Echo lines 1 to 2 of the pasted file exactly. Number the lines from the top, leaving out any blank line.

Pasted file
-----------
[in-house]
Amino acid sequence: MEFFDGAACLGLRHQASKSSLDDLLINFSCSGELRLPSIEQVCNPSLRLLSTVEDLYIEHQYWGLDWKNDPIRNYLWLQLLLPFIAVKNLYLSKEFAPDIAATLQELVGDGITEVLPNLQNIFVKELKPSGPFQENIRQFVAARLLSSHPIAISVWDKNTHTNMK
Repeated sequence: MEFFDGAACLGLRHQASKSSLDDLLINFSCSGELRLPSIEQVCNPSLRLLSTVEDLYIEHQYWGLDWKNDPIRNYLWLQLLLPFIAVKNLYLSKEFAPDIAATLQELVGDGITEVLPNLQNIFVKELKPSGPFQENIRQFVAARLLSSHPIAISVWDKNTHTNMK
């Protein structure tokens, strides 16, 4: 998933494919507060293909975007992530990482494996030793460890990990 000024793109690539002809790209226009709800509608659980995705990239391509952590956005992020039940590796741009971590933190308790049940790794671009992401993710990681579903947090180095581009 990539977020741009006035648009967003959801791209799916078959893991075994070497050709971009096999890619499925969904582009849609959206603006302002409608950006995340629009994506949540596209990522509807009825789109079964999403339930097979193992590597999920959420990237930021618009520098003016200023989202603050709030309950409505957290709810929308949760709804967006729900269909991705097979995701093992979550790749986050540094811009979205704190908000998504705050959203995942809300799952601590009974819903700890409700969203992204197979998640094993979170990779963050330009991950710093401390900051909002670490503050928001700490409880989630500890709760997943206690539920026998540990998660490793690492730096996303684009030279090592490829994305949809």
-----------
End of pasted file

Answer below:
[in-house]
Amino acid sequence: MEFFDGAACLGLRHQASKSSLDDLLINFSCSGELRLPSIEQVCNPSLRLLSTVEDLYIEHQYWGLDWKNDPIRNYLWLQLLLPFIAVKNLYLSKEFAPDIAATLQELVGDGITEVLPNLQNIFVKELKPSGPFQENIRQFVAARLLSSHPIAISVWDKNTHTNMK